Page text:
Ongoing Investment Management, Estate & Generational Planning Issues, Tax Planning, Retirement Plan Investment Advice, Women's Financial Planning Issues
Certifications
NAPFA Registered Financial Advisor, CFP®, CPA/PFS

Michael Koenig
FirsTrust, LLC
(813) 874-7200
3111 West M. L. King, Jr. Blvd., Suite 100
Tampa, FL
Expertises
Ongoing Investment Management, Planning Issues for Business Owners, Estate & Generational Planning Issues, Financial Issues Between Generations
Certifications
NAPFA Registered Financial Advisor, CFP®

Daniel Brownsberger
FirsTrust, LLC
(813) 874-7200
3111 West M. L. King, Jr. Blvd., Suite 100
Tampa, FL
Expertises
Ongoing Investment Management, Helping Clients Identify & Achieve Goals, Financial Issues Between Generations, Retirement Planning & Distribution Rules, Estate & Generational Planning Issues
Certifications
NAPFA Registered Financial Advisor, CIMA

Mr. Tracy Gillette, CFP®
(813) 914-0440
1104 Nikki View Dr
Brandon, FL
Firm
Asset Money Management Inc
Areas of Specialization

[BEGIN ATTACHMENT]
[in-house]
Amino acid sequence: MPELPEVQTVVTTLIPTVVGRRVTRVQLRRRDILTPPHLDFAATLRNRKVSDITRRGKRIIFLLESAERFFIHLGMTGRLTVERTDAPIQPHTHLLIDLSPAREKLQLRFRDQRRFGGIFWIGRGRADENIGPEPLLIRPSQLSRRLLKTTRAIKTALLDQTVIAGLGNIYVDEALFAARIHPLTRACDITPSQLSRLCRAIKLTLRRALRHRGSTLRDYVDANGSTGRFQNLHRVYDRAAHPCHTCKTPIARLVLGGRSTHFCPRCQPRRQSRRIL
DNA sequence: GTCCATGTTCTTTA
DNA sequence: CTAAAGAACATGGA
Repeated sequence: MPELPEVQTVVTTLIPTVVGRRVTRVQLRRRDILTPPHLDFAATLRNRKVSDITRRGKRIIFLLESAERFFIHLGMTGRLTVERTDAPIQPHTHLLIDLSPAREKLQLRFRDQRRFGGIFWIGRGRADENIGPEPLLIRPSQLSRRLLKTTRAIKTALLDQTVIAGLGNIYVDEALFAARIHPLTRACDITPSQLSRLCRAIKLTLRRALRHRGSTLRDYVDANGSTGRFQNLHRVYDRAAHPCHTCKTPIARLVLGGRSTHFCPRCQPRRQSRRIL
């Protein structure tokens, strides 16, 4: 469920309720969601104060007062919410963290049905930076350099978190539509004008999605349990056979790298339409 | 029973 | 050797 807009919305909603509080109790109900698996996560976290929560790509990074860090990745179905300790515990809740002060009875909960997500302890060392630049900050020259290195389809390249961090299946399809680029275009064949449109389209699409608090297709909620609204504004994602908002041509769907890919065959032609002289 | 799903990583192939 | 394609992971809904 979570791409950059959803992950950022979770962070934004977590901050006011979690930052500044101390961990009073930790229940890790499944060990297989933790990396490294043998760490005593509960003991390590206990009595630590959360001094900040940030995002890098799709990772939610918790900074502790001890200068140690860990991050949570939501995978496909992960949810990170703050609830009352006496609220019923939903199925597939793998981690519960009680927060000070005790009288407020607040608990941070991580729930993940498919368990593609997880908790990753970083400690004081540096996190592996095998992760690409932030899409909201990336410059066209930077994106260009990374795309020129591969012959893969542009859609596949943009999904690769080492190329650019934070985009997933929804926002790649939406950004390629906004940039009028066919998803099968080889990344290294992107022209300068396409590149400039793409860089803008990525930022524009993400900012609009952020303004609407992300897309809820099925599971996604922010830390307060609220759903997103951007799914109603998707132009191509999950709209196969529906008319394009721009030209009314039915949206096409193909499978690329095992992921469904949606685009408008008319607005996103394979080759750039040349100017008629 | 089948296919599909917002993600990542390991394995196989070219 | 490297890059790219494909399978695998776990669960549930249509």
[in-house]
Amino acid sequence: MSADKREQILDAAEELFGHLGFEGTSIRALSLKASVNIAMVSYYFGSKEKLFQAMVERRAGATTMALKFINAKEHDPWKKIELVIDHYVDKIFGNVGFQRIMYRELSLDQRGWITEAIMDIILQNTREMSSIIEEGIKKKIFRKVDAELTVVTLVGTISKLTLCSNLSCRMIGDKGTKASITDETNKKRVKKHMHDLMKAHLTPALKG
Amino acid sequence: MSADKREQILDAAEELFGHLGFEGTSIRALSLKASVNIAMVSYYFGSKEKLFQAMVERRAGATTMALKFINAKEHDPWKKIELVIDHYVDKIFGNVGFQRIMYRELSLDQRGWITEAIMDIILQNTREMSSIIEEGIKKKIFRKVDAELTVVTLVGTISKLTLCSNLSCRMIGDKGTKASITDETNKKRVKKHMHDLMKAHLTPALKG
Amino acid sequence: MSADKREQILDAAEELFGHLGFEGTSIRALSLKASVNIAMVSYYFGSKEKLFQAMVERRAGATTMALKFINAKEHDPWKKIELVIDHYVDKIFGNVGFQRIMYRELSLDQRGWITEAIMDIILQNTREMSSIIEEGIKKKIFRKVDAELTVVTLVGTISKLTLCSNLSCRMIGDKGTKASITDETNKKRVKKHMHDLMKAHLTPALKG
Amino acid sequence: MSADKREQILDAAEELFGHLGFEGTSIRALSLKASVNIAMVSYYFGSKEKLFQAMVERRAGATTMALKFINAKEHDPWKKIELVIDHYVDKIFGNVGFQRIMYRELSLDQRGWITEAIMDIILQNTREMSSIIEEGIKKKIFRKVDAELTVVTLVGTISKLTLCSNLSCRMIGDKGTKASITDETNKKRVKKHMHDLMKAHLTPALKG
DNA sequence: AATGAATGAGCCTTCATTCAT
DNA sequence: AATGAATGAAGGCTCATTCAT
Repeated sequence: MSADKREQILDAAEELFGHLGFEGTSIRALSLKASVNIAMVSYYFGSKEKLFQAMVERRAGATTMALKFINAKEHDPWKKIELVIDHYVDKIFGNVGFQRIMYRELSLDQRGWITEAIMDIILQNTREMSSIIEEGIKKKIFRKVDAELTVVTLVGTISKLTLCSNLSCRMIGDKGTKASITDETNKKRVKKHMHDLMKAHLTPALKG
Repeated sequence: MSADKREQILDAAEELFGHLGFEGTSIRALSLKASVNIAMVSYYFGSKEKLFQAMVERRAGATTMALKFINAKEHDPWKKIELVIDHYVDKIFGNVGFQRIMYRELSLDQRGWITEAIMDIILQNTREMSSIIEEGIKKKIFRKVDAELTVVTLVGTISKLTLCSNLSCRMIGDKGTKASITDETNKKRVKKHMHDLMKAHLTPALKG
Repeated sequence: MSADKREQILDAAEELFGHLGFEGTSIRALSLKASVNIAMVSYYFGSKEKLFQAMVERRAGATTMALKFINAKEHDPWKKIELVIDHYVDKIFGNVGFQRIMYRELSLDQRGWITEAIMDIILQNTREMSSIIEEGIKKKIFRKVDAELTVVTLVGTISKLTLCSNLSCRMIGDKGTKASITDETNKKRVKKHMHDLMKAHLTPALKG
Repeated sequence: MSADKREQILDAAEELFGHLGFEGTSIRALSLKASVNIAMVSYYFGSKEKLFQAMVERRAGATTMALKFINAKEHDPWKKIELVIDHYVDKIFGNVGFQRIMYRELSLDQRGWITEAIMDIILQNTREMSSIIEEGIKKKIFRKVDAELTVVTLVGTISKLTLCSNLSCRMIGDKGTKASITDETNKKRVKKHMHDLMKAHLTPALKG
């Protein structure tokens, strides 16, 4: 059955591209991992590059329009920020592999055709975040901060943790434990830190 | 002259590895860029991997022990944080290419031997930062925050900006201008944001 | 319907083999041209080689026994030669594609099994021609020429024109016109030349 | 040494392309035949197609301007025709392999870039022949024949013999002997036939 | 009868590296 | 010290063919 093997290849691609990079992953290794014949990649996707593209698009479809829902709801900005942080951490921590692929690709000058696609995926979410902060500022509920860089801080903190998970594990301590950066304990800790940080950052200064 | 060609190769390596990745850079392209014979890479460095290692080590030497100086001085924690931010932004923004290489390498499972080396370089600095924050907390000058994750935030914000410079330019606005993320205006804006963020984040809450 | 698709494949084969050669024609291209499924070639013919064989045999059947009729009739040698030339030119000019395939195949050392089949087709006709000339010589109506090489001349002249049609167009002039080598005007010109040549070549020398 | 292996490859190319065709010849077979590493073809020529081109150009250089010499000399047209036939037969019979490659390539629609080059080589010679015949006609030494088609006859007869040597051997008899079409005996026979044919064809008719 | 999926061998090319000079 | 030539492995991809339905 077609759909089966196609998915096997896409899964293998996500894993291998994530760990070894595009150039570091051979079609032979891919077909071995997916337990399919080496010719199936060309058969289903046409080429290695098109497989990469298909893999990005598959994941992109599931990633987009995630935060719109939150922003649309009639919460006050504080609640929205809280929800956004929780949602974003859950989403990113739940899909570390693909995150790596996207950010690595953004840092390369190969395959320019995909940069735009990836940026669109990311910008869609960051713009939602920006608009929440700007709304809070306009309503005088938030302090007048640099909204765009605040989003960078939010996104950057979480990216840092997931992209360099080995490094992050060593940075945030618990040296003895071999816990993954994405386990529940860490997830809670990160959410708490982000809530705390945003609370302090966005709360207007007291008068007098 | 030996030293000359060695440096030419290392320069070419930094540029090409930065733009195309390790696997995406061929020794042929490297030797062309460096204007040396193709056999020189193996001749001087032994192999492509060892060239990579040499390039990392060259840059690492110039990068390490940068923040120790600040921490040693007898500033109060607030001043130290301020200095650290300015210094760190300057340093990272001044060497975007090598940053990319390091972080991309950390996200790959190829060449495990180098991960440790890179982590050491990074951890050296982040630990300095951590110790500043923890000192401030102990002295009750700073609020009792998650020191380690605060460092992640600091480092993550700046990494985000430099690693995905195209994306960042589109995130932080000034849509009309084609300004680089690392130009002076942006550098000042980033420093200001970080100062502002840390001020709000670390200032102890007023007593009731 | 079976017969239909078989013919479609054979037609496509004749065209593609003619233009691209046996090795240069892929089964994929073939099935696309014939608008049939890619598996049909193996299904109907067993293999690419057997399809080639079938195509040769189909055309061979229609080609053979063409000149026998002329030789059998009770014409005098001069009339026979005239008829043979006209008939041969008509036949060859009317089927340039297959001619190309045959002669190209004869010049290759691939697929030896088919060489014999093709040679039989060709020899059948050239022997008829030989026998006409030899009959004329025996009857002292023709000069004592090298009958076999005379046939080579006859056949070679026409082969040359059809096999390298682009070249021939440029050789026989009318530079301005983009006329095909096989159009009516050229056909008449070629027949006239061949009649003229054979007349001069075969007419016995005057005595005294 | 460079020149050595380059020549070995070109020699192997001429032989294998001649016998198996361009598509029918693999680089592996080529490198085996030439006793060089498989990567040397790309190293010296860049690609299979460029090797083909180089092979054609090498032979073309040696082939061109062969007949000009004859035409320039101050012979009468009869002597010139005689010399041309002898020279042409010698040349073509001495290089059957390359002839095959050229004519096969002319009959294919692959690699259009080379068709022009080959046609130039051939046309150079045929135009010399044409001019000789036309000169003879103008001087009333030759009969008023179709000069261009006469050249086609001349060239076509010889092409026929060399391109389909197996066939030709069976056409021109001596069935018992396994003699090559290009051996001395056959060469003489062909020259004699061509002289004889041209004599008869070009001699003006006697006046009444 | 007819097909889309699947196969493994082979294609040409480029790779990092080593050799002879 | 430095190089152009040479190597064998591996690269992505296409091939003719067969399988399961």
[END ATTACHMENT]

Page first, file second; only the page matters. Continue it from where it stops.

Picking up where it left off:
Banking, Education Planning, Estate Planning, General Financial Planning, Investment Planning, Retirement Planning, Risk Management
Key Considerations
Average Net Worth: $500,001 - $1,000,000

Average Income: $100,001 - $250,000

Profession: Government Employees

Data Provided by:
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Startup Financing

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The Real Funding Strategy That Works
by Kenneth H. Marks

You have an idea for a product or service and want to start a company, or maybe you already have a company and you are thinking about launching a new product line. Either way, you need capital to make it happen, but how do you get the funding required?

If you attend your typical MBA class on startup businesses or an entrepreneurial starter program, you’ll likely be told to write a business plan and shop it to angel and venture investors, right? Not in the real world!
Statistically no one gets venture capital. Yes, we all read about the handful of companies that obtained venture funding, are written about in the trade rags and may have even gone public, but given the number of companies started each year vs. the number of companies receiving institutional (or venture) funding, it is insignificant, and for most companies just plain unrealistic. So, how do the 99.9 percent of startup businesses get funded?